Madden ’11 Comes Out With New Features

Kemal Stewart

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“Are you ready for some football?” EA Sports will be releasing the highly anticipated football game, “Madden NFL ‘11” on Aug. 10. The new version offers added features like audio commentary from popular sportscaster, Gus Johnson and the introduction of “online team play,” a feature that is fairly standard on other video games, but is new to the “Madden” series.
While these features should be an improvement for many fans, adjustments have been made that may take some fans a while to get used to.
The biggest change in this year’s installment is the new play-calling system known as GameFlow. Football games in the past have always used a play calling screen that allows the user to select which play to run on each down. However, this year, the team at EA Sports chose to cater to the more simplistic gamer, letting the computer chose the plays depending on the situation.
GameFlow may be a helpful addition to gamers who don’t have extensive knowledge and understanding of football, however many long-time Madden gamers would likely prefer to have the choice of customizing which plays GameFlow selects before the game starts or simply, to turn GameFlow off and use a traditional playbook.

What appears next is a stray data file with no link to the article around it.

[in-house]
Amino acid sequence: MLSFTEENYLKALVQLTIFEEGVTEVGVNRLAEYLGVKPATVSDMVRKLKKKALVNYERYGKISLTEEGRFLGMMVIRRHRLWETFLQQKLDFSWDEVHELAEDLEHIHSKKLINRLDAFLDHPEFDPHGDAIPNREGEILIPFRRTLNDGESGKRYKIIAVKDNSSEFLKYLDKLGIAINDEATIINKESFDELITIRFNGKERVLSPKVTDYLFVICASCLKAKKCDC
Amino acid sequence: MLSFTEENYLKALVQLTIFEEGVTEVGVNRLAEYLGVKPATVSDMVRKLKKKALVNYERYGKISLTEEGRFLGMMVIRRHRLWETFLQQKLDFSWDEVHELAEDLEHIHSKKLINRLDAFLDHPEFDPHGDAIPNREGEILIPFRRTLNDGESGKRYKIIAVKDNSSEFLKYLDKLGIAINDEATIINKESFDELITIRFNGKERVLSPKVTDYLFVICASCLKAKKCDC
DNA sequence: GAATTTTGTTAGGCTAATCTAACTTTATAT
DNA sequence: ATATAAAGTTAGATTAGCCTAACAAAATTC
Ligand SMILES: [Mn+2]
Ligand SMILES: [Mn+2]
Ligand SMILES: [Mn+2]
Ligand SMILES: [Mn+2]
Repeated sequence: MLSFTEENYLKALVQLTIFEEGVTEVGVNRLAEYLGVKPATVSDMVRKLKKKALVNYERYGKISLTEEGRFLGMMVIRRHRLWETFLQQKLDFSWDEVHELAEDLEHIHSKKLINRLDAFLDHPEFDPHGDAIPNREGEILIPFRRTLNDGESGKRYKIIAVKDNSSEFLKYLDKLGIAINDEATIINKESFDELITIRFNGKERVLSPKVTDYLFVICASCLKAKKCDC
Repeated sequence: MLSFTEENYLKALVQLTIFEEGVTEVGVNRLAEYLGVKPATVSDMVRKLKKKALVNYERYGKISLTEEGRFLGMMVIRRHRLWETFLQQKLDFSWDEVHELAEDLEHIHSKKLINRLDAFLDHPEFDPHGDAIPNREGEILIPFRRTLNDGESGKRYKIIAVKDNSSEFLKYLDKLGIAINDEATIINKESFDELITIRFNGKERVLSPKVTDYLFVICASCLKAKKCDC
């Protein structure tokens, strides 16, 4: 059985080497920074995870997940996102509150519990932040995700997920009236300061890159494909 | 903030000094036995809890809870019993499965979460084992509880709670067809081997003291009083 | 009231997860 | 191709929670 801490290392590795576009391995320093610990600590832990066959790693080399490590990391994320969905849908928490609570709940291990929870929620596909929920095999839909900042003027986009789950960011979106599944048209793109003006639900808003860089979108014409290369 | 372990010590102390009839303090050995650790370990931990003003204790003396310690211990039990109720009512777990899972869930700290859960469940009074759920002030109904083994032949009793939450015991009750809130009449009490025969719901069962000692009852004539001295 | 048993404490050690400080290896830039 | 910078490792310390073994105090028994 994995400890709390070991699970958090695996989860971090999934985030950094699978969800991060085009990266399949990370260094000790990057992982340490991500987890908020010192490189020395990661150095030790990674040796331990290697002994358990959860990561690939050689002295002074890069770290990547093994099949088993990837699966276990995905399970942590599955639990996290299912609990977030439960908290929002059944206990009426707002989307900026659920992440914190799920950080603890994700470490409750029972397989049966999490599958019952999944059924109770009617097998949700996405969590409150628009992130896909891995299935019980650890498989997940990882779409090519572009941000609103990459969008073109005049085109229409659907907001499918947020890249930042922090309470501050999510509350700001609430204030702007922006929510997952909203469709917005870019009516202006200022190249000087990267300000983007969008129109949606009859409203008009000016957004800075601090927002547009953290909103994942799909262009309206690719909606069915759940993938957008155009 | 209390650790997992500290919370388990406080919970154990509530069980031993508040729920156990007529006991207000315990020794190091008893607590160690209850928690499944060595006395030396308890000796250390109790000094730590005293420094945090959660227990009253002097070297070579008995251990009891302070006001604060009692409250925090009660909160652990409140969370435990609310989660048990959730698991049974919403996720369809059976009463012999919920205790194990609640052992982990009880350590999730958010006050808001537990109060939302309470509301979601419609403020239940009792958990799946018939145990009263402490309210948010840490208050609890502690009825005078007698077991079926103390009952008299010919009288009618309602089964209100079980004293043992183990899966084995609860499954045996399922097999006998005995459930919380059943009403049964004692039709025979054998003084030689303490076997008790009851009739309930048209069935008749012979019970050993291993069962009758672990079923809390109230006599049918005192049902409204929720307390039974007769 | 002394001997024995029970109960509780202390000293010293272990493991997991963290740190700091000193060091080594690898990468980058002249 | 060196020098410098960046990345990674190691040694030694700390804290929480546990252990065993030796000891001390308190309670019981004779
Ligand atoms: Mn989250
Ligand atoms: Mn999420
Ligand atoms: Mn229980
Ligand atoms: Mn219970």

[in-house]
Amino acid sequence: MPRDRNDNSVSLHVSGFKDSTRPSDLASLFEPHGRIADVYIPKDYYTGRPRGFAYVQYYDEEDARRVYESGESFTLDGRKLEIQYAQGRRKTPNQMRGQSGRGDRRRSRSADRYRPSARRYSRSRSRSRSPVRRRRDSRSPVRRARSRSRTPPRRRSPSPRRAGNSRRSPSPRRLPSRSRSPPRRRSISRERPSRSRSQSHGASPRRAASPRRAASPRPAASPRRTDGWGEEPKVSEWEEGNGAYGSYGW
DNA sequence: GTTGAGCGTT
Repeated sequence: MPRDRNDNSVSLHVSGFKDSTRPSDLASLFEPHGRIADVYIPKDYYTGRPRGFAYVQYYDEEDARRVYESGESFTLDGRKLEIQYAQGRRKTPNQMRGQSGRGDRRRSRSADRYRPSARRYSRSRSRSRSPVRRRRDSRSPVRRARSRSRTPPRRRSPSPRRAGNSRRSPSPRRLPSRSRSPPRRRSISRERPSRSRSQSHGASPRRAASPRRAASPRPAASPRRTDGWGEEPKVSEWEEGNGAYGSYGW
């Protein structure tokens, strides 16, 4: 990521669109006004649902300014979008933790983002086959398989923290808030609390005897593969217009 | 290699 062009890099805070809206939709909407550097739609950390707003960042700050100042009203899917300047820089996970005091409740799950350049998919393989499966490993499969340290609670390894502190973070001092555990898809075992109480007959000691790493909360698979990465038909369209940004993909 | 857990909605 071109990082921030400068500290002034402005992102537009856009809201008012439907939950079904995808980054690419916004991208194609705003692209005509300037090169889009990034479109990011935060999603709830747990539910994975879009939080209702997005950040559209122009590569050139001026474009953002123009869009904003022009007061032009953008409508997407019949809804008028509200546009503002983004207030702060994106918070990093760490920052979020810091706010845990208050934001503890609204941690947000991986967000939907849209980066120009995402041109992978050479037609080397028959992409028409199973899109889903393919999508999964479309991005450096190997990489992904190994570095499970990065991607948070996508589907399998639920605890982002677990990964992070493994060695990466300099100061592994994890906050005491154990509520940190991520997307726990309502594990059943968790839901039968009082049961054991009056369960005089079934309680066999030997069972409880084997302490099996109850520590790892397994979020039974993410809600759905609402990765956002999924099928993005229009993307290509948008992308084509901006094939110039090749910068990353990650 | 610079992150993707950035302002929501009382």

Last year’s “Madden” offered a major disappointment in the form of online co-op, an addition that allowed gamers to team up online, but only to play against the computer. With Madden ’11, gamers can now team up with friends online and have a 3 on 3 battle with each player controlling their own squad of skilled players.
Madden ‘11’s player models are fashioned more in the style of an arcade game than Madden ’10, but the movements of the players are a major improvement toward realism. Instead of wide receivers being unaware of where they are on the field like in the past, this year’s edition has receivers catching the ball on the sidelines while dragging their feet to stay inbounds and a variety of other catching motions, that far exceed the traditional ‘over the back’ animation.
Another major adjustment in the “looks department” that really stands out, is in the minor details. The stadium lighting, crowd animations, and a more detailed stadium all factor into the overall affect of a more realistic experience. Gamers feel like they are watching a live broadcast, with team-specific crowd chants and an amazing attention to the detail given to each stadium Jumbotron.
EA didn’t stop with the new additions to the stadium. In order to boost the presentation aspect of the game even further, the team that wins The Superbowl not only gets to watch a celebration video, but also watch a special video that features an animated version of President Barack Obama presenting the Super Bowl trophy.
While many of these changes may be impressive, some may take a while for fans to get used to. The “Madden” franchise is the only video game with rights to use the NFL license, and overall, football gamers will have to roll with the punches and adjust to the new features.